• A Dictionary object containing several pools thus requiring each pool to implement a common interface (IResourcePool).

If you are unsure of how any of the code is working please ask and I'll try to explain.
There is no point in you using this code if you do not understand it; after all it will be you that must maintain it.

Edited 6 Years Ago by nick.crane: n/a

I've come to a compromise. This is what I would like to use and it appears to work with Dictionaries/Lists.

public interface IPoolable 
    {
        bool IsValid { get; set; }
    }

    public class ResourcePool<T> where T : class, IPoolable
    {
        bool isWrappable;
        int wrapIndex;
        int numberOfInvalidObjects;
        T[] objects;

        public delegate T CreateNewObjectGame(Game1 game);

        public ResourcePool(Game1 game, int allocation, CreateNewObjectGame createNew, bool isWrappable)
        {
            this.isWrappable = isWrappable;
            numberOfInvalidObjects = allocation;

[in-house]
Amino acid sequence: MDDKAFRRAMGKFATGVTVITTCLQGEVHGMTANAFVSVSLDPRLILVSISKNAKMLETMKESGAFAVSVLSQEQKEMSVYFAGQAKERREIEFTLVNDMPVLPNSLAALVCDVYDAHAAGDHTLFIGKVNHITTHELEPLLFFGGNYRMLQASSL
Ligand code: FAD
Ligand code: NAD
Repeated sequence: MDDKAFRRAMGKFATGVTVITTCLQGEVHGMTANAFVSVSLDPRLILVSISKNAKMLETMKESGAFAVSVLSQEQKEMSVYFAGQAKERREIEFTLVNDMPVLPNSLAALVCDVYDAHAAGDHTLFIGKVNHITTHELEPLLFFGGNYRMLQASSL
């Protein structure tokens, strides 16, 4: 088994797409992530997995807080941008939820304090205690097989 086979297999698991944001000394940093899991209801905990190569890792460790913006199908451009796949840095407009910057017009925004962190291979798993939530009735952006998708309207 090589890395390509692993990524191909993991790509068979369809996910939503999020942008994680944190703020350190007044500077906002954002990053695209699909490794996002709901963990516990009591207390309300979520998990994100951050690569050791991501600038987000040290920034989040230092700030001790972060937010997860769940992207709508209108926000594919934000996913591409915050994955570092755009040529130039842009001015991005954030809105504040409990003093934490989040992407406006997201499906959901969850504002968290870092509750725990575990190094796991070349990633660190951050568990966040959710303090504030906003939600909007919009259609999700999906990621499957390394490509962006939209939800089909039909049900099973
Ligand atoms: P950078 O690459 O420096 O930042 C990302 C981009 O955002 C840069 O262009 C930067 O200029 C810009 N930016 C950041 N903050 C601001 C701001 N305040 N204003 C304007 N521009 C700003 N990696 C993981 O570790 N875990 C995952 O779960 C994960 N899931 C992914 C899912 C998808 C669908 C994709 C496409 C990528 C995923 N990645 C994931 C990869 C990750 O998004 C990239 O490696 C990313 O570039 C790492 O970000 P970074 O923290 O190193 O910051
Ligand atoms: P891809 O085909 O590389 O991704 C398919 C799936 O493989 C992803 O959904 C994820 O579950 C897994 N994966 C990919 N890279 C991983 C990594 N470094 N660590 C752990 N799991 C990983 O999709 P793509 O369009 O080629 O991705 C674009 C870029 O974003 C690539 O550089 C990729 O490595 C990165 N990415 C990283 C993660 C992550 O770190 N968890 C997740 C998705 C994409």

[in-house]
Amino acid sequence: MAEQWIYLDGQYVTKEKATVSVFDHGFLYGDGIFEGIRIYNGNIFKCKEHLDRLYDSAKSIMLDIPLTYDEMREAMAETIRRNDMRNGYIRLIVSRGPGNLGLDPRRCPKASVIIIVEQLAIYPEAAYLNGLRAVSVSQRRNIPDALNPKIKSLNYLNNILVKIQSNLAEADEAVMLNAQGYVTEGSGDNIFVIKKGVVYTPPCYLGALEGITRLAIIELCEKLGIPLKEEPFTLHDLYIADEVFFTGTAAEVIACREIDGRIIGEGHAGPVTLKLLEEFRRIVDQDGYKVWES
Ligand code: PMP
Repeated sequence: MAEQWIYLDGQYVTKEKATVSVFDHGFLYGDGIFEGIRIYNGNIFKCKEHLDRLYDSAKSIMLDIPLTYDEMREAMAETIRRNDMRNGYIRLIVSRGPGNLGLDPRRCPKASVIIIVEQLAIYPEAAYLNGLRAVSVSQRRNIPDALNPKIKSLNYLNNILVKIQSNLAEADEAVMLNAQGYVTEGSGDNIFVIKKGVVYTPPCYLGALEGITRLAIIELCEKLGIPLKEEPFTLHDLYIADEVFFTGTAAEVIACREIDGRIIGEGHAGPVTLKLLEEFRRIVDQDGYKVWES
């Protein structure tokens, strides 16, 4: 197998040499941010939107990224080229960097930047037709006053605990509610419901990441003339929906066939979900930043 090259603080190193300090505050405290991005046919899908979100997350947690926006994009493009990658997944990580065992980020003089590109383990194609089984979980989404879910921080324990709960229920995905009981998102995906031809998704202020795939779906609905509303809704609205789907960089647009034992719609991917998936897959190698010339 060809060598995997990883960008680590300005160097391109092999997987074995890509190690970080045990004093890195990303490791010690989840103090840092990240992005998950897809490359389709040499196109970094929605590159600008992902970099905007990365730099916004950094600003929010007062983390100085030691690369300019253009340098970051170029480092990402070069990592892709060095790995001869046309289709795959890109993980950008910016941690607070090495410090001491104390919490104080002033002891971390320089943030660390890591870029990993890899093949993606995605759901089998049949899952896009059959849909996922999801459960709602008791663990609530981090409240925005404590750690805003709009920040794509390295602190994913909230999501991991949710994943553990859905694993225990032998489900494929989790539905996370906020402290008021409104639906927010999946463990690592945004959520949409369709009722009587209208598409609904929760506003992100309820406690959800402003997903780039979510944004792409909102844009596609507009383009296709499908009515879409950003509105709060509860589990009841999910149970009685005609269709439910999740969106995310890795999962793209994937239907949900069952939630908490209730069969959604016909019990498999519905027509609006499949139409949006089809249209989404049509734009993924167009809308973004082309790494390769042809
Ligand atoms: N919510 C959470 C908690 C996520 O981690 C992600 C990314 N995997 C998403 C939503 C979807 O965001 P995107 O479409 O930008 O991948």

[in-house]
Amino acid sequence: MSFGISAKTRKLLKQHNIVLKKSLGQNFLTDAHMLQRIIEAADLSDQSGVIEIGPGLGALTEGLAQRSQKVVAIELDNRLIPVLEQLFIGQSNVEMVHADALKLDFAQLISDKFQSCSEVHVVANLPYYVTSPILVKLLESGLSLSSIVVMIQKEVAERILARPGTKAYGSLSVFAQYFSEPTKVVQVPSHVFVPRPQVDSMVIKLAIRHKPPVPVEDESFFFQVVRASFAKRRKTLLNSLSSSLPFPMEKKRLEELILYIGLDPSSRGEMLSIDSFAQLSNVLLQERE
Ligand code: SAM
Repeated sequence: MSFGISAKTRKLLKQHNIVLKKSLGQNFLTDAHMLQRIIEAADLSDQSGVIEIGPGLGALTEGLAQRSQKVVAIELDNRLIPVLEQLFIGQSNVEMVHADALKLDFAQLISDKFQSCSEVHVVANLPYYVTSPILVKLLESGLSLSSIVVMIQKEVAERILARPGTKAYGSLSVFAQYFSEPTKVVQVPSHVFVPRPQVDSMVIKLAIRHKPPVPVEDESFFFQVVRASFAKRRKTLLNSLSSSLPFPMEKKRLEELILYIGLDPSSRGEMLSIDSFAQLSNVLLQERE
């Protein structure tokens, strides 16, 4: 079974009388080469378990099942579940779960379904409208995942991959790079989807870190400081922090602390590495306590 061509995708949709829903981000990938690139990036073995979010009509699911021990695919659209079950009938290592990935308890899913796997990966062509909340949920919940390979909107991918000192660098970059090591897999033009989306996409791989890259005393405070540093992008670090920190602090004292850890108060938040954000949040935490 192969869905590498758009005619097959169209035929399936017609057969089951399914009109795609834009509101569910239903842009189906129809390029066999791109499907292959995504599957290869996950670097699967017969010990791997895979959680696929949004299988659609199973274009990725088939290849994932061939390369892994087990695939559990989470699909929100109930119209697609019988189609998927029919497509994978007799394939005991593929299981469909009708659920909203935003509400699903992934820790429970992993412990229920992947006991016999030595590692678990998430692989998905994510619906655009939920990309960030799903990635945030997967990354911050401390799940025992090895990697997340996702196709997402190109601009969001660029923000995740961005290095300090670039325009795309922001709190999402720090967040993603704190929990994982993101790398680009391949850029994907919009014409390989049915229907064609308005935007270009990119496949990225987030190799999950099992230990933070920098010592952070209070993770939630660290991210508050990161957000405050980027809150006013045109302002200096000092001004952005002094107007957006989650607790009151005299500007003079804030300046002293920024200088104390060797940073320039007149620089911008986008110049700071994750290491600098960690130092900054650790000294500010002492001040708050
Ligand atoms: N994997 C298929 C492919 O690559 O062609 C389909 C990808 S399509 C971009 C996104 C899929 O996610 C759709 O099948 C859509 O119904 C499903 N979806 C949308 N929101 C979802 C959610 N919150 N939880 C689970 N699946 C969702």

objects = new T[allocation];

            for (int i = 0; i < allocation; ++i)
            {
                objects[i] = createNew(game);
            }
        }

        public T GetNewValidObject()
        {
            if (numberOfInvalidObjects > 0)
            {
                // Reset the wrap index to oldest object when there are invalid (unused) objects
                wrapIndex = objects.Length;
                return objects[--numberOfInvalidObjects];
            }
            else if (isWrappable)
            {
                if (wrapIndex == 0)
                {
                    wrapIndex = objects.Length;
                }

                // Overwrite the oldest object in the pool if there are no free objects
                return objects[--wrapIndex];
            }

            return null;
        }

        public void InvalidateAllObjects()
        {